Groghead’s First Look! Field of Glory: Empires – Persia 550 – 330 BCE

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It was a great day when Slitherine announced that the original Field of Glory – Empires (FoG:E) would link to Field of Glory 2 (FoG2) and allow players to fight out the campaign’s battles in a tactical turn-based format. As I concluded in the Groghead’s FoG:E review, the system succeeded! I never had one stutter, bump or crash when switching between the two systems, or in the games themselves for that matter.

What did happen, though, is that the campaigns were very long. This is still the case with the new FoG:E DLC released this week for Persia (Persia 550BC-330BC) – I’ll acronym it as FoG:P. I fired it up for the first time yesterday, chose Persia immediately and played for two hours. How many turns did I complete?


By: Gusington

Two. Yes, two. That also included two exported battles against Elam (which I had never heard of until playing) and Media.  So – if time is very limited for you as a gamer, or you are not as interested in the history, units or military structures arrayed against or by Achaemenid Persia…maybe skip the tactical battles.

Starting position and starting armies. The one in the north does not look like much now but it will be the force that heralds a new era!

My fight against Elam could have been skipped – Elam fielded exactly two units of urban militia against my much larger army led by Cyrus – but they are so damned fun I hate skipping.
The battle against Media was much more of a contest – we were almost equal in number, both with professional infantry, cavalry and archers, and we had excellent leaders on both sides. Fortunately I won both – if I would have lost against Elam I don’t know if I would have reported it here. It would have been just too embarrassing, even for me – the guy who has been getting his ass kicked by games of all stripes for 20+ years.

Charging north into Media.

Additionally, I have to mention this up front. For Persia, anyway, the detail included is immensely deep. Other major players like Egypt, Sparta, and Athens also hold a tremendous amount of historical detail, which is a bounty for people into ancient history. Be ready for it.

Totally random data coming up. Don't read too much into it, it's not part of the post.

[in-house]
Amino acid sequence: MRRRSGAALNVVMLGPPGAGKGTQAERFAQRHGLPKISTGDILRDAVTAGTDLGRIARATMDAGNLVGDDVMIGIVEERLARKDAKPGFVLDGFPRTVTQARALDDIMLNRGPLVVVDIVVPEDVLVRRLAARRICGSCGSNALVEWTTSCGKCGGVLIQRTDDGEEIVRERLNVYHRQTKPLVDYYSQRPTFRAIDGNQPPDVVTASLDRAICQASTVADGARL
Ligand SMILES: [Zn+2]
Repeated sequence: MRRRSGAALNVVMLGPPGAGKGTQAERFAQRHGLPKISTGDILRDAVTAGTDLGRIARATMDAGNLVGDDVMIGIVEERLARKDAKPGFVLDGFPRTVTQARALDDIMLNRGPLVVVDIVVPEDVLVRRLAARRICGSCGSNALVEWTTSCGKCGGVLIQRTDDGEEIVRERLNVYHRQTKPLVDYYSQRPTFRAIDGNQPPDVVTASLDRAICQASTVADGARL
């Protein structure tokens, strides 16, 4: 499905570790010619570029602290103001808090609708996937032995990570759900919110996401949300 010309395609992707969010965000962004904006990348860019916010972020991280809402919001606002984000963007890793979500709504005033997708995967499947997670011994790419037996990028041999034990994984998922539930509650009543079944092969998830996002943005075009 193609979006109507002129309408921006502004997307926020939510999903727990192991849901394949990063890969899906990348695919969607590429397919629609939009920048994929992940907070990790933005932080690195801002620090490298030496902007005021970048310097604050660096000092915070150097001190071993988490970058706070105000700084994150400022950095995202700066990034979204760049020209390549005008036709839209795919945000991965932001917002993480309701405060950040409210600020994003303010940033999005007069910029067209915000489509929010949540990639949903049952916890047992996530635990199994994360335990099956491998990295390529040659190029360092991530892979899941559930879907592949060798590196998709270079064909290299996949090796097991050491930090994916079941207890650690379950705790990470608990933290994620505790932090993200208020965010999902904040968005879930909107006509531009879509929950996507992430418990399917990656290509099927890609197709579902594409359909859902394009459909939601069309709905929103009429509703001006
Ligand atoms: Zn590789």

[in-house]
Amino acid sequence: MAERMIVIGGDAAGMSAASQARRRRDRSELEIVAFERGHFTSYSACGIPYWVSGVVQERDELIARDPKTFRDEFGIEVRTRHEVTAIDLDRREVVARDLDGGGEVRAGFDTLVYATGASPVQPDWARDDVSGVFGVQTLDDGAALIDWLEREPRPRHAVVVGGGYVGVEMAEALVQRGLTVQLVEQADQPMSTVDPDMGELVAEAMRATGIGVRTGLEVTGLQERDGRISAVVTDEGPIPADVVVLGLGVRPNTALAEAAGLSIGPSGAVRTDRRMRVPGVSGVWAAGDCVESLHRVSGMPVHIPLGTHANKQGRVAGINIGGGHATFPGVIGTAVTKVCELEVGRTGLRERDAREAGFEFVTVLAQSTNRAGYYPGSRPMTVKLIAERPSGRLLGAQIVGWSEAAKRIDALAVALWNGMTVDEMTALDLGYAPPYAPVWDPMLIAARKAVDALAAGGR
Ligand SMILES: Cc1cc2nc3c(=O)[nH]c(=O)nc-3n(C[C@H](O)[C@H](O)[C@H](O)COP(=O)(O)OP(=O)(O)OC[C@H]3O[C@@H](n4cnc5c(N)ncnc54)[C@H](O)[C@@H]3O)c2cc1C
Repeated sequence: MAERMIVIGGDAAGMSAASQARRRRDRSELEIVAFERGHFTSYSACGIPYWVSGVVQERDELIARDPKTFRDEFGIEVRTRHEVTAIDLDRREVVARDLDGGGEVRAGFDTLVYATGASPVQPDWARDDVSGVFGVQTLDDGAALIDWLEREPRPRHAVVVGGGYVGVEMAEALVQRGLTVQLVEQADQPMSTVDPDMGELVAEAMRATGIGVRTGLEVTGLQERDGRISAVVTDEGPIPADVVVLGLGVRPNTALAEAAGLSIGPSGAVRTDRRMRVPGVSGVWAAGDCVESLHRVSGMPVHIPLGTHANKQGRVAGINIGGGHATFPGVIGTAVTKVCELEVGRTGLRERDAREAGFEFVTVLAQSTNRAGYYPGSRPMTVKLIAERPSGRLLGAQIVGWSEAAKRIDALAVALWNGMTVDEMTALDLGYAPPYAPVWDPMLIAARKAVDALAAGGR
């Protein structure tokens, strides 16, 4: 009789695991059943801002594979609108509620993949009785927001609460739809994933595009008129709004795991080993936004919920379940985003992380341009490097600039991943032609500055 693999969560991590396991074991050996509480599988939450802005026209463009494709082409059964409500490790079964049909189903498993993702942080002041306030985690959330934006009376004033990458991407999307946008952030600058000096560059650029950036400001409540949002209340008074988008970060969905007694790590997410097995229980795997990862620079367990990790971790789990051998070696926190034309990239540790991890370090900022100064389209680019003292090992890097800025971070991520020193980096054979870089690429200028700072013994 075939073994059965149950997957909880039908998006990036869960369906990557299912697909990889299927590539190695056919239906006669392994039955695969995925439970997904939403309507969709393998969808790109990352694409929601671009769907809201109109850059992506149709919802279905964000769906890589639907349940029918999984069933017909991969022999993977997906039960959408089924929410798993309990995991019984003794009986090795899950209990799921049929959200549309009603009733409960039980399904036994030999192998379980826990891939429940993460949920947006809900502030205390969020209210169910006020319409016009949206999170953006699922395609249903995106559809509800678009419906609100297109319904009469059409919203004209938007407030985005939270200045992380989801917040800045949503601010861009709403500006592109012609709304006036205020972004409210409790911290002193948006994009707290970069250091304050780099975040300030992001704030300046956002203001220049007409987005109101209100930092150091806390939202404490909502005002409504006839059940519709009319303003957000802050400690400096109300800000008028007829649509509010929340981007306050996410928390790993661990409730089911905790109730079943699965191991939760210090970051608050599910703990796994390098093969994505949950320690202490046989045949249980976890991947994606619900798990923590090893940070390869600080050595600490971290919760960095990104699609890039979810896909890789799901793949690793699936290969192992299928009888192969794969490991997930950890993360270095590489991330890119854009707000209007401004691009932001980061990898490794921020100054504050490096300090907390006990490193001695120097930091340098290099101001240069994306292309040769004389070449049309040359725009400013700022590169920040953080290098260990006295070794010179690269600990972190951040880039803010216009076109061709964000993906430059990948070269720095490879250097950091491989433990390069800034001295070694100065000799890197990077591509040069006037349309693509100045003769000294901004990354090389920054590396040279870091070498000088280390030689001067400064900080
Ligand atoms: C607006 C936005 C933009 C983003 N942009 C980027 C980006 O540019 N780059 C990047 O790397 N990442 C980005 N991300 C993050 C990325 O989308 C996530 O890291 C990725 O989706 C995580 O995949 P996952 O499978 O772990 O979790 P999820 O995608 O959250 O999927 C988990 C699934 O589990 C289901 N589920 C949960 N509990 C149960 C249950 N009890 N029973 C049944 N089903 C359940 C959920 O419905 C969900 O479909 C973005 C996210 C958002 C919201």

Detailed faction screen that includes economic and legacy info, including your decadence rating…basically how old and fat your empire is getting.

FoG:E:P was released with great timing for me personally because I have just started to read Tom Holland’s Persian Fire, and I know next to nothing of ancient Persian history. I have always been more of a Sassanid, Fall of Rome type of guy.
So playing this DLC is a learning experience. I welcome it, because between the Holland book and the new mechanics of FoG:P, I am learning a quite a bit. Some players may see the new customized goals of the DLC as ‘hand-holding’ but I definitely do not. Rather, I think it steers what could otherwise be an ungainly amount of information into a digestible, enjoyable campaign.

Context! Always important in a game like this. And it adds some beefy detail to the coming tactical battles. An ancient history lovers dream!

Moreover, the player does not have to abide by the game’s recommended course – just don’t expect an easy run of things. The customized detail and campaign goals are a great way to rein in a potentially huge game and give it focus.